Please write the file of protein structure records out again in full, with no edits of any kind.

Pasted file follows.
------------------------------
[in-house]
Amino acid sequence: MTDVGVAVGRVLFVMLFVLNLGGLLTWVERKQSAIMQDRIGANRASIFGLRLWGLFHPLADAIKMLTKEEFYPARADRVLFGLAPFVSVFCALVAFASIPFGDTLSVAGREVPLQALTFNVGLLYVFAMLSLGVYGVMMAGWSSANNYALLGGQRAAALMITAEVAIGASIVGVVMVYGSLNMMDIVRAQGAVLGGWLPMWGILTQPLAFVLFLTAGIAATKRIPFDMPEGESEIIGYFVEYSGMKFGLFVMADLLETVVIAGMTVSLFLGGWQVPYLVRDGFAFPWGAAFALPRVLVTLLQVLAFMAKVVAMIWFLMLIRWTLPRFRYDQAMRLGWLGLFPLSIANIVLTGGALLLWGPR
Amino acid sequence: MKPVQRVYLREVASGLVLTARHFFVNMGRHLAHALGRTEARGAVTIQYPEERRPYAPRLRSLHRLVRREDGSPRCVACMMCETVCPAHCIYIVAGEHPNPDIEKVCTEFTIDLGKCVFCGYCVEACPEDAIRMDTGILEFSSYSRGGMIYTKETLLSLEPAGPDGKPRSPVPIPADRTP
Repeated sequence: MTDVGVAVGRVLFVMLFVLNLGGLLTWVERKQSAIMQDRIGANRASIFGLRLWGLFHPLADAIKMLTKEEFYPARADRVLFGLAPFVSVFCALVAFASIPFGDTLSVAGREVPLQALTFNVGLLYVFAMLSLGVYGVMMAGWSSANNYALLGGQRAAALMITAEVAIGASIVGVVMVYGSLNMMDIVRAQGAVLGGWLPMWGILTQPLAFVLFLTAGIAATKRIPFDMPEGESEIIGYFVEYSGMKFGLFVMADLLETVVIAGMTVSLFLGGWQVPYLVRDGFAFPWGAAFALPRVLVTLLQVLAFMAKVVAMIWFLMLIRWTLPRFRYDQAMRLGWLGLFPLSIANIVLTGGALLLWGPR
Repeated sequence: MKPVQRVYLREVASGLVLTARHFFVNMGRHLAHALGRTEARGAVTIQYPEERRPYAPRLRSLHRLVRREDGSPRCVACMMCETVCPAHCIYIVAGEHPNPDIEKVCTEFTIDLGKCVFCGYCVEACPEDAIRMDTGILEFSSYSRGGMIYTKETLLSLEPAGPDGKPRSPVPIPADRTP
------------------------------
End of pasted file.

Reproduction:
[in-house]
Amino acid sequence: MTDVGVAVGRVLFVMLFVLNLGGLLTWVERKQSAIMQDRIGANRASIFGLRLWGLFHPLADAIKMLTKEEFYPARADRVLFGLAPFVSVFCALVAFASIPFGDTLSVAGREVPLQALTFNVGLLYVFAMLSLGVYGVMMAGWSSANNYALLGGQRAAALMITAEVAIGASIVGVVMVYGSLNMMDIVRAQGAVLGGWLPMWGILTQPLAFVLFLTAGIAATKRIPFDMPEGESEIIGYFVEYSGMKFGLFVMADLLETVVIAGMTVSLFLGGWQVPYLVRDGFAFPWGAAFALPRVLVTLLQVLAFMAKVVAMIWFLMLIRWTLPRFRYDQAMRLGWLGLFPLSIANIVLTGGALLLWGPR
Amino acid sequence: MKPVQRVYLREVASGLVLTARHFFVNMGRHLAHALGRTEARGAVTIQYPEERRPYAPRLRSLHRLVRREDGSPRCVACMMCETVCPAHCIYIVAGEHPNPDIEKVCTEFTIDLGKCVFCGYCVEACPEDAIRMDTGILEFSSYSRGGMIYTKETLLSLEPAGPDGKPRSPVPIPADRTP
Repeated sequence: MTDVGVAVGRVLFVMLFVLNLGGLLTWVERKQSAIMQDRIGANRASIFGLRLWGLFHPLADAIKMLTKEEFYPARADRVLFGLAPFVSVFCALVAFASIPFGDTLSVAGREVPLQALTFNVGLLYVFAMLSLGVYGVMMAGWSSANNYALLGGQRAAALMITAEVAIGASIVGVVMVYGSLNMMDIVRAQGAVLGGWLPMWGILTQPLAFVLFLTAGIAATKRIPFDMPEGESEIIGYFVEYSGMKFGLFVMADLLETVVIAGMTVSLFLGGWQVPYLVRDGFAFPWGAAFALPRVLVTLLQVLAFMAKVVAMIWFLMLIRWTLPRFRYDQAMRLGWLGLFPLSIANIVLTGGALLLWGPR
Repeated sequence: MKPVQRVYLREVASGLVLTARHFFVNMGRHLAHALGRTEARGAVTIQYPEERRPYAPRLRSLHRLVRREDGSPRCVACMMCETVCPAHCIYIVAGEHPNPDIEKVCTEFTIDLGKCVFCGYCVEACPEDAIRMDTGILEFSSYSRGGMIYTKETLLSLEPAGPDGKPRSPVPIPADRTP